In which we are not hired as writers of small talk

#1:  here is a note to the universe: don’t ask me how wedding planning is coming. I realize you’re trying to make small talk, but it’s boring to me and it’s even my own wedding. Also? Not a lot has happened since we last had this conversation 2-3 weeks ago. Meh.

#2:  oh, I forgot to ask
how is your wedding planning coming?

#1:  rrrr

#2:  (except I know– you have a venue and you have a date to look for dresses)

#1:  rrrrrright

#2:  If things were going poorly, I’m sure you could use the question as an excuse to vent. so the fact that you find such questions dull is a good thing!

Maybe you could respond that wedding planning is dull, but do you know how big a toddler’s poop can get? (as big as an adult’s, according to [redacted] and my own recent personal experience with toddler poop)

#1: hahahah
I can talk about horse poop….

#2:  I bet horse poop is more interesting than toddler poop
but not as interesting as owl poop
owl poop is the best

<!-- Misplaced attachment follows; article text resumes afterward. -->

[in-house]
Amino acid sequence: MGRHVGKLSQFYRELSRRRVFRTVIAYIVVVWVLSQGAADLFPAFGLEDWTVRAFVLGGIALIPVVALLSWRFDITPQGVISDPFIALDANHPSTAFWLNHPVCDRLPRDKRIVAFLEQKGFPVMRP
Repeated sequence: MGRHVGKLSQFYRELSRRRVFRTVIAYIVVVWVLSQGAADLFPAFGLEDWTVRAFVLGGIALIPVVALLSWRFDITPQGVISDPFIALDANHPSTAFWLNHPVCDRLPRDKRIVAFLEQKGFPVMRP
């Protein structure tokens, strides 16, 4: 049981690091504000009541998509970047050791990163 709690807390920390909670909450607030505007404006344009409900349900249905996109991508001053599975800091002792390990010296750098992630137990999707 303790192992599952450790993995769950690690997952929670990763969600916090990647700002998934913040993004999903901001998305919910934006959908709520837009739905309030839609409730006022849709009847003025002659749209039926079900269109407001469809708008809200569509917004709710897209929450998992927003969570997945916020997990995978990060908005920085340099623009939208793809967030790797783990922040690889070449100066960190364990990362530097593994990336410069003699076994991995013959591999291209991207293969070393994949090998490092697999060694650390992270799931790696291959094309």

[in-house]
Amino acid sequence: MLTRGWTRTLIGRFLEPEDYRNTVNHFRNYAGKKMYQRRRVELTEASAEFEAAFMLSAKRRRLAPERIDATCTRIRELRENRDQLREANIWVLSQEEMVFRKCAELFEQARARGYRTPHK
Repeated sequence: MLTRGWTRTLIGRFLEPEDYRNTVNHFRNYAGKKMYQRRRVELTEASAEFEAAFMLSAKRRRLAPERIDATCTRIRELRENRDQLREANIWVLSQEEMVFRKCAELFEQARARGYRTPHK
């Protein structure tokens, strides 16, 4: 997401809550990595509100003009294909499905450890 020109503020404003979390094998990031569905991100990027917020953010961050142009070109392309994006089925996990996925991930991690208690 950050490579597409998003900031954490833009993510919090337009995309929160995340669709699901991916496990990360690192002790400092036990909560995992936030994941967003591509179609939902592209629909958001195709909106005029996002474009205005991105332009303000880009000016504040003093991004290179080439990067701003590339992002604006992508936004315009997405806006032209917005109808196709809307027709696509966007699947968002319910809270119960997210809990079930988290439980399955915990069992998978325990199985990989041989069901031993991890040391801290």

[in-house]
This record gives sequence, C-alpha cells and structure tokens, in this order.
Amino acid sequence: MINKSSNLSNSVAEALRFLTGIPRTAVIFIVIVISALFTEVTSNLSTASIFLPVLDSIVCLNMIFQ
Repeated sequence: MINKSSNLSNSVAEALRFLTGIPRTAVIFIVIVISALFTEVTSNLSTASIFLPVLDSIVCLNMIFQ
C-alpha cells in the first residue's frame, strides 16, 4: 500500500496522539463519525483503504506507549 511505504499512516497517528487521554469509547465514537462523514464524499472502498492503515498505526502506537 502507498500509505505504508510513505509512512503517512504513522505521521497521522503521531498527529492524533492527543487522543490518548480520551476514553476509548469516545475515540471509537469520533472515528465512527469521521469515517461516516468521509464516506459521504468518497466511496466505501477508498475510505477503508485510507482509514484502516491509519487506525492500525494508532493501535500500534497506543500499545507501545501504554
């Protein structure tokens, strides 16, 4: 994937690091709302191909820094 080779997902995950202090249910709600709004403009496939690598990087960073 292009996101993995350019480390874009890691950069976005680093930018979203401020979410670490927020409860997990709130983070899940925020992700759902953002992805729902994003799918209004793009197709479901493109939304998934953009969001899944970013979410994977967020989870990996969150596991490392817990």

well, owl pellets are the best

#1:  yes, that is owl barf

#2:  which is sort of like poop
but you know, different

#1:  owl barf is fascinating

#2:  it serves a similar purpose to poop without actually being poop

#1:  “ugghhh, I ate too much bones.”

#2:  but the actual response is probably, “It’s going fine. Nothing exciting happening, which is a good thing. How’s that toddler of yours?”
“Any interesting poops lately?”
“I hear that toddler poo is just fascinating.”
“mmm hmm.”
“Is that so?”
“riveting”

#1:  have you ever compared toddler poop and horse poop? how do you feel about owls? we should be hired as small talk writers
Here’s my answer: the toddler grows up, and the horse needs its poop picked up for life

#2:  horse poop probably smells better

#1:  quite possibly. They’re all vegetarians.

#2:  do vegetarians have better smelling poop?

#1:  I’m not sure. But at least you can get used to the smell of horses — they eat only a few things, all horses all the time, eat the same few things.

What are your deep thoughts on poop?  (Also, I know I should have put a poo-related pun there instead of “deep”… any suggestions?  pressing thoughts?)